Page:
It’s wonderful for artisans and DIY-ers to connect with customers and fans in the flesh, and then have an online space to direct them for future purchases and contact. There’s never been a better time to “experiment” with your product thanks to the proliferation of risk-free online marketplaces.

PS: What comes first, the material or the project? Are you inspired by a specific material and develop a project around it, or do you first envision a project and seek out the materials to suit it?

SD: My “projects” are probably best defined as the photo shoots I produce using vintage and thrifted fashion. What always inspires me and inspires me most: how fashion can empower women to gain confidence and trust in themselves and others. I call this “feel-good” fashion – the understanding that by investing in a product that makes you feel good and also does good for the environment and its people, that you are investing in the style AND substance of yourself.

I create projects – whether it is the product itself, a photo shoot, an event, a newsletter – with the intention to make my audience feel good. The materials come naturally thereafter, as inspired by what’s available in the thrift store and my subconscious absorption of current and future trends that look great and feel great on women of all types and backgrounds.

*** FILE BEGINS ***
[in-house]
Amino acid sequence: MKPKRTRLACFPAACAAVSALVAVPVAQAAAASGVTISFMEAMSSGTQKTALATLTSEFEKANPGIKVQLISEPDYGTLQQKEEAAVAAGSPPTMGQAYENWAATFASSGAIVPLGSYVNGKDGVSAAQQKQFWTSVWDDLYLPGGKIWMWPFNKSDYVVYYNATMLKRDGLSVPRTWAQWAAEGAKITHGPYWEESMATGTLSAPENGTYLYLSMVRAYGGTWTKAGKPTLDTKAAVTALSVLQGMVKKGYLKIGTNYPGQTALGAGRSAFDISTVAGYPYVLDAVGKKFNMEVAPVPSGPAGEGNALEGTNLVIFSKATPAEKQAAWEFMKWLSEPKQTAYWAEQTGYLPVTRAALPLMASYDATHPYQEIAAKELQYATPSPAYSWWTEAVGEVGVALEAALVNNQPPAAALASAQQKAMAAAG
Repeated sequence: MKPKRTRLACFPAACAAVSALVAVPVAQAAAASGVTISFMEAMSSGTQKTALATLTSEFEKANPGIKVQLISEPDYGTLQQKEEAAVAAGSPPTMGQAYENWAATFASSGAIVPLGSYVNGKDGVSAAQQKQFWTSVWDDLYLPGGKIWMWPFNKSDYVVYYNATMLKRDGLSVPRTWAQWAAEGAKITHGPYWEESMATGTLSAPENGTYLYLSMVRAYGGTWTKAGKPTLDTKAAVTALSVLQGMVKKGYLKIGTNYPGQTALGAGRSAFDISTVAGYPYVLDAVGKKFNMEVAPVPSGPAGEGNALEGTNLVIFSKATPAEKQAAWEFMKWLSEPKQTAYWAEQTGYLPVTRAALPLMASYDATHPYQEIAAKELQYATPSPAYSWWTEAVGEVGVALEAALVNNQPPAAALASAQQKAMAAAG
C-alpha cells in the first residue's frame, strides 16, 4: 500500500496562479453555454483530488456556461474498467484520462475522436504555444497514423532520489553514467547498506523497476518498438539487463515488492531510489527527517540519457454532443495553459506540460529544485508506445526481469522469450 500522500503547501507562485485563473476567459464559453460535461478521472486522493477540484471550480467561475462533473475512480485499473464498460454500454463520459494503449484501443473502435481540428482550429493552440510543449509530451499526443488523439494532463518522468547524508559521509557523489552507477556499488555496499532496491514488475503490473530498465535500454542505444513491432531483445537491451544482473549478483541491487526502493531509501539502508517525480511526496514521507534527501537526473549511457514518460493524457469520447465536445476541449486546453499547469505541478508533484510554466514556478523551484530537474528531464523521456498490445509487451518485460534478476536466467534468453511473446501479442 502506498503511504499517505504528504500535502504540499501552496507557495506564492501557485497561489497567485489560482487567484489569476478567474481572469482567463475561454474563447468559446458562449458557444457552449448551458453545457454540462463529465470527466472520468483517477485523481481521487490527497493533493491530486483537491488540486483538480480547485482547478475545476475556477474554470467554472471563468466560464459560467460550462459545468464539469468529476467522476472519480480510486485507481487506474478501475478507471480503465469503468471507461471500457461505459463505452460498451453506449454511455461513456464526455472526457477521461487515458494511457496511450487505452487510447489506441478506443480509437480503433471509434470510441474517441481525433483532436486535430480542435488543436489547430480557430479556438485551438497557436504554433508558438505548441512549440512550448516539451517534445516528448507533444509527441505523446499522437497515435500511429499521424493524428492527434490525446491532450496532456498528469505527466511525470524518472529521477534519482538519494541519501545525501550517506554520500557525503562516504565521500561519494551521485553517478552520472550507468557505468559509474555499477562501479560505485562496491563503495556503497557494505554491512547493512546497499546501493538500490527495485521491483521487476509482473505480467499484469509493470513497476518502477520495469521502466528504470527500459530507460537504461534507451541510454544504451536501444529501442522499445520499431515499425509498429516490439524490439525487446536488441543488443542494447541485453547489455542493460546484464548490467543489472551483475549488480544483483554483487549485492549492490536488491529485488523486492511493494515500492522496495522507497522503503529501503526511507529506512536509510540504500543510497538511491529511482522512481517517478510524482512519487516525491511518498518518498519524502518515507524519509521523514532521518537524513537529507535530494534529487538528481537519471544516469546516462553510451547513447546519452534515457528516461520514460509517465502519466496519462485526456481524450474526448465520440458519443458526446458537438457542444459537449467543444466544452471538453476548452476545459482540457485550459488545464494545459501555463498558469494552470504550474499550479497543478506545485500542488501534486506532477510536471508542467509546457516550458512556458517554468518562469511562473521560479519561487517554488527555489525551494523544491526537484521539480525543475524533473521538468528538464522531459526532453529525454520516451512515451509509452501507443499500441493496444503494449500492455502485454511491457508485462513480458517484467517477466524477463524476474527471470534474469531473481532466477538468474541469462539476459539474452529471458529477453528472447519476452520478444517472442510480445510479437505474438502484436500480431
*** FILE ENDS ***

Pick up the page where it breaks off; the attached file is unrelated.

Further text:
PS: Do you work out of your home, or in a separate studio space?

SD: I work out of my Spanish Harlem apartment when using my computer to manage my web site, facebook fan page, twitter account] and Vimeo page []. I’m also a co-producer and co-host of television show RoadHug which keeps me chair-bound for at least a few hours of the day.

My vintage collection is currently housed in a showroom space at my local Manhattan Mini Storage unit. It’s here that I host private sales, showings and fittings. I’m currently working toward having SDV collections in various boutiques around NYC and (hopefully!) Philadelphia as I begin to promote the SDV name in brick-and-mortar stores.

PS: Many of us are not as good with tools as we’d like to be. What are some tips and tricks to fake it till your skills make it?

SD: When it comes to “thrifting,” my number one bit of advice: Come armed with a plan! You know when you walk into a grocery store, and you immediately head for the food section where you’d like to buy an item from your grocery list? The same tactic works well for thrift stores – they are not for the casual, first-time shopper.

I often hear people say they “get overwhelmed” upon entering a thrift store. But if you come armed with some ideas on your “shopping list,” – think what kind of piece or color – then you can search and seize to find the best piece for you.

Thanks, Sammy! For more tips of the thrifting trade, check out Sammy’s interview with HerCampus.